But later Kurtz had to add this:
The original headline on this column was "Hey, Ho, Please Don't Go," which is, of course, a play on Vietnam-era antiwar chants that often began "Hey Hey, Ho Ho." It frankly never occurred to me that some readers would seize on the "ho" and view that as a disparaging remark about Hillary Clinton. As someone who has criticized some of the sexist treatment she has received, I regret if anyone took that the wrong way.)
a. Not all of our readers these days will recognize a reference to events that occurred in 1968 or thereabouts. Especially when it only vaguely resembles the cadence you're trying to evoke.
b. Given the extreme anger many women feel toward the coverage of Hillary Clinton by the MSM--that's us--it's really a good idea to think twice and maybe three times before using the word "ho" anywhere near a story about her or any other women.
c. If you're not going to actually apologize, skip the fake sorry-if-you-were-offended routine.
Disclaimer: I will say again that I didn't vote for either Barack Obama or Hillary Clinton in the Democratic primary (OK, as a registered independent, I was locked out of my state's primary but neither would have been my first choice.) But having had a lengthy conversation with a political blogger yesterday, it's clear--surprise!--that humans see things in different ways.
The blogger was talking about what he saw as Clinton's nasty campaign against Obama and thought she should have dropped out in March to avoid damaging the Democratic Party. But I was more interested in talking about cable-news people and some print reporters who I considered to be disparaging and condescending to Clinton. The blogger thinks that Clinton supporters are blaming Obama for bad coverage; I said that the people I know were blaming us. And that sometimes we deserved it.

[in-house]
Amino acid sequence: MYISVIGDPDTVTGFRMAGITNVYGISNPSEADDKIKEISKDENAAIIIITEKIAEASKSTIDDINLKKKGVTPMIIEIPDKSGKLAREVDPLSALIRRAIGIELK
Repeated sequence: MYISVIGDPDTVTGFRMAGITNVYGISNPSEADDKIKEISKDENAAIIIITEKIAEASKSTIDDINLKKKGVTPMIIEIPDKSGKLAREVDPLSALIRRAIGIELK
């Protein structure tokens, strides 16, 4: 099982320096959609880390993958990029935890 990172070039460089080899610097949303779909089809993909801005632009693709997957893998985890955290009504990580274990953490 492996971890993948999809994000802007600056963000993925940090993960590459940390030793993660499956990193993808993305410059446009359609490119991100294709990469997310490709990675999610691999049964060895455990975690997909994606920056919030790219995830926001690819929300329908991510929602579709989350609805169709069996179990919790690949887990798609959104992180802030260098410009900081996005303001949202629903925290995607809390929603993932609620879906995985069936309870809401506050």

For example, when cable news brings on political operatives, including one who appears regularly and is identified as a "consultant" to the network, and allows him to say it's okay to call Clinton a bitch, I have a problem with that. Or with multiple other people on cable who complain about her voice or compare her to nagging wives wanting their husbands to take out the garbage. Or Tucker Carlson who said he felt compelled to "cross my legs" because of the effects of the tone of her voice. When a print reporter, 100 percent of the time and multiple times in any given story, refers to Clinton as "the former first lady" and never as "New York senator," while always identifying Obama as "Illinois senator," I see that as a deliberate attempt to diminish her political accomplishments. It's also possible to like one candidate but still object to how another is being covered.
I also wonder if the demands for her to immediately concede on the last primary night were a reflection of the intensified speed brought about by the internet--things happen, there are responses and counter-responses so quickly that anyone not near a TV or internet news source can experience a sense of vertigo once they tune in to whatever is happening.